The panel underscored that the policies set after WWII to address food assistance in emergency situations, need a refresh because geopolitics, agriculture, ecosystems and economies have experienced dramatic shifts, which have consequently altered the landscape of food assistance. According to Dr. Shah, “in an increasingly complex world, with extreme ideology, extreme climate, and extreme poverty…we have to be both agile and creative in our response.” The proposed reform focuses on improving flexibility, timeliness and efficiency by allowing the U.S. government to access an array of tools to meet food needs in specific situations around the world. One tool focuses on promoting local procurement, or providing cash vouchers for people in need. This delivers food more quickly to those in need by 98 days and that decreased time lag saves lives. Outdated and inefficient food aid policies not only cost human lives but also are a drain on the U.S. taxpayer. Dr. Shah mentioned inefficient food aid policies cost approximately $219 million over three years according to several studies, including a Government Accountability Office report. The release of President Obama’s 2014 Budget includes food aid reform that extends life-saving assistance to approximately two to four million more people each year while using the same level of resources. To accomplish this, USAID and other U.S. government agencies, civil society, and private sector companies have formed partnerships to identify areas for innovation and link with the appropriate technologies so more people can be reached with nutritious food. The reforms shift food assistance to be more proactive by emphasizing faster and more cost-effective assistance to transition temporary aid to achieve self-sufficient and sustainable food security outcomes.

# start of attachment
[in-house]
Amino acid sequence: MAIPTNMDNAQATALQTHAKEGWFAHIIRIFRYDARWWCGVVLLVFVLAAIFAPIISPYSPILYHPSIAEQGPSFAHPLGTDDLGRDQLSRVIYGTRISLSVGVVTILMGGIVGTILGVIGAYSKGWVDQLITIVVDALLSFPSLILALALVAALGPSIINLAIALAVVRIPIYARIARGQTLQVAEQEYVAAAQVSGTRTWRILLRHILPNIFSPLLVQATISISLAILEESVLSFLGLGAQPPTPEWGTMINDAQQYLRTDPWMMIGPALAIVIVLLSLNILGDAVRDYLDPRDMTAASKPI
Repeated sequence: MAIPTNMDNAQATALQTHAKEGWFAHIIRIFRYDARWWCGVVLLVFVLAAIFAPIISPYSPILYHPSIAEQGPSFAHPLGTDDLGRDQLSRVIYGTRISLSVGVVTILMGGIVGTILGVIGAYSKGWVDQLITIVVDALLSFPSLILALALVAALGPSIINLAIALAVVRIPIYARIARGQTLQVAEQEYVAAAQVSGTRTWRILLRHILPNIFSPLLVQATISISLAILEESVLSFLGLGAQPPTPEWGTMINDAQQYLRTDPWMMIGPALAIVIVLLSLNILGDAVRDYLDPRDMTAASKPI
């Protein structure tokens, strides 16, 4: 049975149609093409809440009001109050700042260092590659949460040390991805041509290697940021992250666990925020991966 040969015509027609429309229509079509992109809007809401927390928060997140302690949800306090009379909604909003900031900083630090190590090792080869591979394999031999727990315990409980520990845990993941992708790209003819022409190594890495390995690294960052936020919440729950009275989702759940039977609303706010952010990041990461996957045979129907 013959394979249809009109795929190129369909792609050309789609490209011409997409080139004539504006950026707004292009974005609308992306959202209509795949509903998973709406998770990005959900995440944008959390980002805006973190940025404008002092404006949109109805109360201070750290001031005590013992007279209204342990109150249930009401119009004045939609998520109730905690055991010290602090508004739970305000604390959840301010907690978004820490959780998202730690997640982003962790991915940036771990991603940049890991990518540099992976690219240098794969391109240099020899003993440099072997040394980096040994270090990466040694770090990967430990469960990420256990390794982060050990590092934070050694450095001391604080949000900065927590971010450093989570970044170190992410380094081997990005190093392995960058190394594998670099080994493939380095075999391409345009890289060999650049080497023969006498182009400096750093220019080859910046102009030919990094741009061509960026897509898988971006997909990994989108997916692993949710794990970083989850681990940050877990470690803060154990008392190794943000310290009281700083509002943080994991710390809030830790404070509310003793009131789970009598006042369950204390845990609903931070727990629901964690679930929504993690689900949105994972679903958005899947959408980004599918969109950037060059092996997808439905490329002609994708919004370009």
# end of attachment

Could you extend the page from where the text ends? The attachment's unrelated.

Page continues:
Water plays a key role to facilitate this shift to more effective and sustainable food aid. For example, the multiple use water service approach, being implemented by USWP members Winrock International and USAID, considers the variety of water uses that include the health, environment and productive aspects for communities. Access to safe water, sanitation and hygiene (WASH) is important to food security because if water-borne parasites lead to diarrhea or tropical enteropathy, then children, parents and elders cannot absorb the nutritious food that the food aid reform ultimately provides. Furthermore, food security demands a multi-sectoral response. As the food assistance community answers the challenge to provide nutritious food in response to a growing population and amidst increased natural disasters, political unrest or famines, the USWP can help serve as a critical resource. The Partnership can link the knowledge from research institutes, the innovation and technology from the private sector and the implementation expertise from NGOs in various developing countries to improve the water aspects of food aid.